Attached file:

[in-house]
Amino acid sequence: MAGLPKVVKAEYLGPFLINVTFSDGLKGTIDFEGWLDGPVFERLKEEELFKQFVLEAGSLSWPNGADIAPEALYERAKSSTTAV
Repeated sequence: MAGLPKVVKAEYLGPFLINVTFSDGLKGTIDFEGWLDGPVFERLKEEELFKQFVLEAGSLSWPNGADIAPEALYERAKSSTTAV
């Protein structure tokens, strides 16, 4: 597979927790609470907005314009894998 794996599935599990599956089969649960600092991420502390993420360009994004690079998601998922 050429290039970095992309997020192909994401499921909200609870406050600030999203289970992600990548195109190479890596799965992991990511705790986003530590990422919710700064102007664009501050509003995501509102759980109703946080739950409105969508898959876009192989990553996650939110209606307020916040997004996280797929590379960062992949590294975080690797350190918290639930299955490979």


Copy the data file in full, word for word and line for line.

[in-house]
Amino acid sequence: MAGLPKVVKAEYLGPFLINVTFSDGLKGTIDFEGWLDGPVFERLKEEELFKQFVLEAGSLSWPNGADIAPEALYERAKSSTTAV
Repeated sequence: MAGLPKVVKAEYLGPFLINVTFSDGLKGTIDFEGWLDGPVFERLKEEELFKQFVLEAGSLSWPNGADIAPEALYERAKSSTTAV
């Protein structure tokens, strides 16, 4: 597979927790609470907005314009894998 794996599935599990599956089969649960600092991420502390993420360009994004690079998601998922 050429290039970095992309997020192909994401499921909200609870406050600030999203289970992600990548195109190479890596799965992991990511705790986003530590990422919710700064102007664009501050509003995501509102759980109703946080739950409105969508898959876009192989990553996650939110209606307020916040997004996280797929590379960062992949590294975080690797350190918290639930299955490979």